5. Repotting

If you have rooting hormone, now is the time to use it, then plant the newly separated pups in pots that are 1-2 inches larger in diameter than the roots. 

Use a loamy, well-draining soil mixture and add a little extra perlite or sand to help with drainage. 

Make sure the roots are covered to a depth of about 2 inches but avoid burying them at the bottom of the pot. Water well and keep the soil moist. 

Best Time For Propagating

The best time to divide Majesty’s palm is in late spring or early summer, at the start of the growing season. 

This will provide your newly separated plants with enough time to establish their roots during the active growing season when temperatures are naturally warmer, and days are longer.

Regardless of where you live in the world Majesty palms grow best during the summer when growing conditions are optimal. Palms go dormant in cooler climates and when temperatures drop. 

Majesty Palm Care After Propagation 

To ensure the health of your propagated Majesty palm, consistent humidity, and temperature are important. Follow the tips below to ensure your plant thrives during this period.

Light Requirements

Majesty palms require ample indirect light and prefer to be close to a sunny window, receiving 6-8 hours of sun exposure or bright light daily. A lack of light can lead to darkened leaves or brown tips while too much light can cause leaf bleaching.


Develop an irrigation schedule based on soil moisture and water deeply when the top two inches of soil become dry. 

You can determine if you are watering your palm correctly by checking the leaves. Brown tips indicate dryness, while yellow leaves indicate excessive moisture.

Temperature & Humidity

Majesty Palms thrive in temperatures ranging from 65-85°F. They favor high humidity with levels around 60%. In regions with dry air, use a humidifier or mist the plant daily. 

Soil Type

For optimal growth, plant your Majesty’s palm in well-draining and acidic soil with a pH level of approximately 5.0. 


Two months after propagation, start using a slow-release fertilizer every two to three months during the growing season. 

According to the University of California, palms require fertilizers that contain nitrogen to maintain healthy growth.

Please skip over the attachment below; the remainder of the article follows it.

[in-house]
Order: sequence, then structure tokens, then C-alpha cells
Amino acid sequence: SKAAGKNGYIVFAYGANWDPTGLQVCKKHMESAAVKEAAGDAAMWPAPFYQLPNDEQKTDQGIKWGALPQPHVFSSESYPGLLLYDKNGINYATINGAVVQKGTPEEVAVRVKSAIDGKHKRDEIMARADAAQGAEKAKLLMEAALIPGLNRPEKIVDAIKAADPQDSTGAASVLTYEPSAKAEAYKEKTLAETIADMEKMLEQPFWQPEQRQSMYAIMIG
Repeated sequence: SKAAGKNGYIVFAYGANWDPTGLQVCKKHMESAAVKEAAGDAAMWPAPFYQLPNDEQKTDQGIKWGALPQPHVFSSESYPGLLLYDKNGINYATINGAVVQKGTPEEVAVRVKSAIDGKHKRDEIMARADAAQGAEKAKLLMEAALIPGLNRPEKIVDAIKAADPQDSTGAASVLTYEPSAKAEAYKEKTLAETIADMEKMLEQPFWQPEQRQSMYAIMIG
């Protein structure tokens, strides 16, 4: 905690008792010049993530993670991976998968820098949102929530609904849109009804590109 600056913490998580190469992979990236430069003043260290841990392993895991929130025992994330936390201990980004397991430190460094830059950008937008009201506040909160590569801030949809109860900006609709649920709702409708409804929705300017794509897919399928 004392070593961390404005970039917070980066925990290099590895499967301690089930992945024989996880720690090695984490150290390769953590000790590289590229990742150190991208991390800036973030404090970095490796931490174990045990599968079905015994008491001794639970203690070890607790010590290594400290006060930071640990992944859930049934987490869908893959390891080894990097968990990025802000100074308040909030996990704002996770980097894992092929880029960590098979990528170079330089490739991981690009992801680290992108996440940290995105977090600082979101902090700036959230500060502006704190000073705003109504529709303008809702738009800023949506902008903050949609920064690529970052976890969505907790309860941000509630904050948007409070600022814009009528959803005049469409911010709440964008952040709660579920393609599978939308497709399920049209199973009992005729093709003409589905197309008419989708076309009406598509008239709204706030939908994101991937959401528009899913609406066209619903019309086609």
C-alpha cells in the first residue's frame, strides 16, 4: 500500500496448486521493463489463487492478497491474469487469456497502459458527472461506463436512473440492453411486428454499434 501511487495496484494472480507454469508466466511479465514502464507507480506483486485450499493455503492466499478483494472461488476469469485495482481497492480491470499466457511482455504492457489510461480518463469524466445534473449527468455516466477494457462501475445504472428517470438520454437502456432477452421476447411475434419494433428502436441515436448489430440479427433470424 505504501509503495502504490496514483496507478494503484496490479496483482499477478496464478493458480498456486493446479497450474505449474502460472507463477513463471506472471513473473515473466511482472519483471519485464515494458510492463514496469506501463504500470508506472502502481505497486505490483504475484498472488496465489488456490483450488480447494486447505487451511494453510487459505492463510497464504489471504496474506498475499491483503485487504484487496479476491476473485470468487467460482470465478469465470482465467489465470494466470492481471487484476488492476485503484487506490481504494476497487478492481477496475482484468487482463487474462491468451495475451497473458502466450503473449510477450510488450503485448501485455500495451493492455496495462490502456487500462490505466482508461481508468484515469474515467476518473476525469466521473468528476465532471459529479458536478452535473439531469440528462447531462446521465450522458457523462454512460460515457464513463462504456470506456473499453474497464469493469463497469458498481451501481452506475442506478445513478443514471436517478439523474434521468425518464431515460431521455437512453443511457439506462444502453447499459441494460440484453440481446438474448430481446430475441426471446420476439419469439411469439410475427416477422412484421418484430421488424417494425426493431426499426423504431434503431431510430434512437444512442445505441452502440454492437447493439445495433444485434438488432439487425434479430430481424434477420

Using palm-specific fertilizers with an NPK ratio of 3-1-3 can help to prevent nutrient deficiencies, which can cause yellowing and speckling of leaves. 

Avoid fertilizing in winter when your palm is dormant as this can lead to issues with over-fertilizing such as yellow leaves. Your palm will not be absorbing or utilizing nutrients because it doesn’t grow during dormancy.

Problems After Propagation

Propagated plants can face issues like diseases or pests due to stress or contamination. Take a look at some of the most frequent problems and learn how to solve them.

Pests And Disease

It’s always a good idea to check parent plants for infestations before propagating. An infestation that is transferred to an offshoot will compromise the health of the young plant and is unlikely to survive.

Transplant Shock

It’s quite normal for a newly propagated plant to look a little droopy and be slow to grow immediately after transplanting. Follow my care tips above to provide your newly propagated plant with the best chance of success and be patient.

If you are keeping the soil moist and you have got the temperature and humidity levels right, then your plant should recover within 4-6 weeks after propagation.

If you enjoyed this article, here’s a link to one of our other houseplant propagating articles called How to Propagate Hoya.

Frequently Asked Questions

Is a Majesty Palm indoor or outdoor plant?

Majesty Palm thrives in hardiness zones 10-11 when grown outdoors. To thrive, they need a minimum temperature of 65F and 60% humidity. In colder regions, grow as houseplants or in pots or containers that can be moved indoors when temperatures drop.


 | Website

Ben's horticultural interest grew when graduating from Hertfordshire University in 1997. Having contributed to numerous publications including Better Homes & Gardens, Garden Design Magazine, and The English Garden. He is also the author of Propagating Houseplants Made Easy.